Wednesday, June 25, 2014

An Open Letter to Short-Term Missionaries

Dear Short-Term Missionarines Who Went to Abi's Orphanage:

Thank you for teaching my daughter how to play. You made it so much easier for her when she came home.


Not long ago, I read this fascinating article by a young man who grew up in an African Orphanage. He comments on the positives and negatives of the short-term missions teams who came through. Some were helpful... some not so much.

In Abi's case, someone taught her to pretend to make coffee.  Looking back, I'm pretty sure it was the only play that she knew. She didn't understand baby dolls, nor did she dress up. But she did use a little plastic MegaBlok upside-down as a cup to make and serve cups of coffee. Someone taught her that. Someone who was probably there for the week, and who was probably "taking a break" from painting the building or something.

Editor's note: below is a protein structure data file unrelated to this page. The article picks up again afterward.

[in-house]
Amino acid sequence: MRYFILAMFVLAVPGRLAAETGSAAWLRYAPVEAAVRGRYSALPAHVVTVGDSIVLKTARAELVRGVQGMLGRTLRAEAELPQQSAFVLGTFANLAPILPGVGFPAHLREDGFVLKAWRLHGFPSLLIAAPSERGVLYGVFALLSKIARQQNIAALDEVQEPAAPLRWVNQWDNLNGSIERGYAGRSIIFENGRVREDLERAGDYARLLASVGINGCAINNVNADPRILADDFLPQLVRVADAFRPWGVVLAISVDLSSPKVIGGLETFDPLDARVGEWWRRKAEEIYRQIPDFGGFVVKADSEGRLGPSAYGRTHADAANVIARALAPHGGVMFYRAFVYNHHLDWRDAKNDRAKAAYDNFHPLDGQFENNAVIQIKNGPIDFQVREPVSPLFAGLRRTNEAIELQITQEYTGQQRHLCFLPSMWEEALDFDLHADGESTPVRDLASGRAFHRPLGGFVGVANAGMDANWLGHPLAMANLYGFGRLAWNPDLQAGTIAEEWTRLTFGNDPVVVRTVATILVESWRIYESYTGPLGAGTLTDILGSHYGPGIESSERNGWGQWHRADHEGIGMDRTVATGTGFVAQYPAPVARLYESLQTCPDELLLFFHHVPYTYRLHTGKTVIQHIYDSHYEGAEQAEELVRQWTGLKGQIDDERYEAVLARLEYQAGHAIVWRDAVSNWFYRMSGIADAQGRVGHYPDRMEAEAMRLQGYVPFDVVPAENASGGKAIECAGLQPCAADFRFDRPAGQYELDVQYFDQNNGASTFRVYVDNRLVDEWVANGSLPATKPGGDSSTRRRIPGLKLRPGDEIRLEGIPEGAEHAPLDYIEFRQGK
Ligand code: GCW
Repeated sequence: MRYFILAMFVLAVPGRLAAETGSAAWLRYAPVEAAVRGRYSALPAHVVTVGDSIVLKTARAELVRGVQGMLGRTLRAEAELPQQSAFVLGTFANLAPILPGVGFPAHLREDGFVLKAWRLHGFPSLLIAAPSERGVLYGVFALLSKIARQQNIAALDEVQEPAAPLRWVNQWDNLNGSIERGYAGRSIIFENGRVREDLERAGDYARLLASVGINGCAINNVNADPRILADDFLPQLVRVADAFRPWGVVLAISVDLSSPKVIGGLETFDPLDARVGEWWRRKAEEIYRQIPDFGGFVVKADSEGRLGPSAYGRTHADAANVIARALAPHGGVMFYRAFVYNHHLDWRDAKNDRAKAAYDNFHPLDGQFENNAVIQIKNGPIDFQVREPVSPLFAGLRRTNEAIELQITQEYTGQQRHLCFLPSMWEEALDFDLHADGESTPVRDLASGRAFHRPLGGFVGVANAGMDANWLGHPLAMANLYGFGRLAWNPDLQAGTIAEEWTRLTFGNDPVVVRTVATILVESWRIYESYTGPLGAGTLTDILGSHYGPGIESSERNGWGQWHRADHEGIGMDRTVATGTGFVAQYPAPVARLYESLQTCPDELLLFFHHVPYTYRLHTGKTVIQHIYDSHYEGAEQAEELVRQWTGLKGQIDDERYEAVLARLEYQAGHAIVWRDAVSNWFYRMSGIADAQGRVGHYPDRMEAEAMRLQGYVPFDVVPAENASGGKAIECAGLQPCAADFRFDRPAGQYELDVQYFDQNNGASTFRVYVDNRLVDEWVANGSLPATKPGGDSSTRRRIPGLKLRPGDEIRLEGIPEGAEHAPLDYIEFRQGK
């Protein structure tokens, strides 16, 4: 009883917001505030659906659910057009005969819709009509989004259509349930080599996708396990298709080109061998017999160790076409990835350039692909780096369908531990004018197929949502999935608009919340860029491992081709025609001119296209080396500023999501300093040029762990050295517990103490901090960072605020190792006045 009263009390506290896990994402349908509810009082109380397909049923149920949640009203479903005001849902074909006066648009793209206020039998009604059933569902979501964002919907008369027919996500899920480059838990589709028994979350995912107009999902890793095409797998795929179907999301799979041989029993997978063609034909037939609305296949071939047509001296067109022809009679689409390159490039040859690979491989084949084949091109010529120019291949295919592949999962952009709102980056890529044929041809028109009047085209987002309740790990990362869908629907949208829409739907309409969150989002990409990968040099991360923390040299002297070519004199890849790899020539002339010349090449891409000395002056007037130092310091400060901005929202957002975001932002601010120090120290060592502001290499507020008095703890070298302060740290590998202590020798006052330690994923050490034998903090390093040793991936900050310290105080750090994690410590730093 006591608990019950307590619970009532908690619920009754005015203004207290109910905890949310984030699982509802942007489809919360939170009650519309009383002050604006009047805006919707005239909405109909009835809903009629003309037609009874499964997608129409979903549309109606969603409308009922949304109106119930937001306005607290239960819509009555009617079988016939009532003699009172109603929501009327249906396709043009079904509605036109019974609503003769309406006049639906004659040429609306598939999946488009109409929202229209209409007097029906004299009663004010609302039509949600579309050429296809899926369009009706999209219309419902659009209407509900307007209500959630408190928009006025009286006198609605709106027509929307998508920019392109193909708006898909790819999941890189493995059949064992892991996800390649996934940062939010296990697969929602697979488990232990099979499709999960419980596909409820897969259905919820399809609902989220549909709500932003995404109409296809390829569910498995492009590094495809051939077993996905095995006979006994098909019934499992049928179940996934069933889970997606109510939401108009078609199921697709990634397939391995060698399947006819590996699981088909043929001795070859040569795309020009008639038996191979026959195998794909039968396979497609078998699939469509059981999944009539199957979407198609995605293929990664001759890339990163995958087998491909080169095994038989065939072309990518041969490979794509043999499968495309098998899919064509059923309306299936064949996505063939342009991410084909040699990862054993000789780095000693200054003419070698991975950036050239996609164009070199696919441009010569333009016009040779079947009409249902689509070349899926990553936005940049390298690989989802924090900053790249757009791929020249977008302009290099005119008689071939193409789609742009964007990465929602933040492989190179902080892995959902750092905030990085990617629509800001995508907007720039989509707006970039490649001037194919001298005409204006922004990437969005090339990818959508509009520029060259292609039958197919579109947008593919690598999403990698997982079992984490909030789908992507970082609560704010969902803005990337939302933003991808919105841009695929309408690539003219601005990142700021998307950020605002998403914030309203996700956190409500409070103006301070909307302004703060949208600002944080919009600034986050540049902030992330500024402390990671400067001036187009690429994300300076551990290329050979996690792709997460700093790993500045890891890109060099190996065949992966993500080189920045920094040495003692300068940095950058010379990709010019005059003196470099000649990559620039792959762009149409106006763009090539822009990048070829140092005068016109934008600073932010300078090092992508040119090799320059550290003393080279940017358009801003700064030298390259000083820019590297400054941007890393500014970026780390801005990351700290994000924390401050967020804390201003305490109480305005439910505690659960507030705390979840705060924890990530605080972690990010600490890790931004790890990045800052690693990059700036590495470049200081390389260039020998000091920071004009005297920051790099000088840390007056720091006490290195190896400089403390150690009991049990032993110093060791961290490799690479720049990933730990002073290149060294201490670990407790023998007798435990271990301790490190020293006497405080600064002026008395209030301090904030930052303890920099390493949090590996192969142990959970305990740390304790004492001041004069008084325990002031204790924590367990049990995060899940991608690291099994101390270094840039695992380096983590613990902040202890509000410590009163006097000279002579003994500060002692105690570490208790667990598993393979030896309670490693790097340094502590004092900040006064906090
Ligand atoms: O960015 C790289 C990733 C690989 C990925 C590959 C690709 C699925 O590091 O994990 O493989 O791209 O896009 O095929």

So many adoptive parents say that their children come home from orphanages and report that their children do not know how to play. They don't pretend. They don't know what to do with toys.

Somehow, someone taught Abi to pretend. And tell stories. And sing songs.

And when she came home, those simple games blossomed into a rich imaginative life. It helped bridge the gap with her new siblings here.

I hope that whoever those missionaries are, they realize that the greatest good they did for my little girl was not in painting or building or delivering supplies or doing programs. It was just sitting with her and teaching her how to play.

Abi in the guest house playing with a few pieces of LEGO
that I brought when I picked her up.

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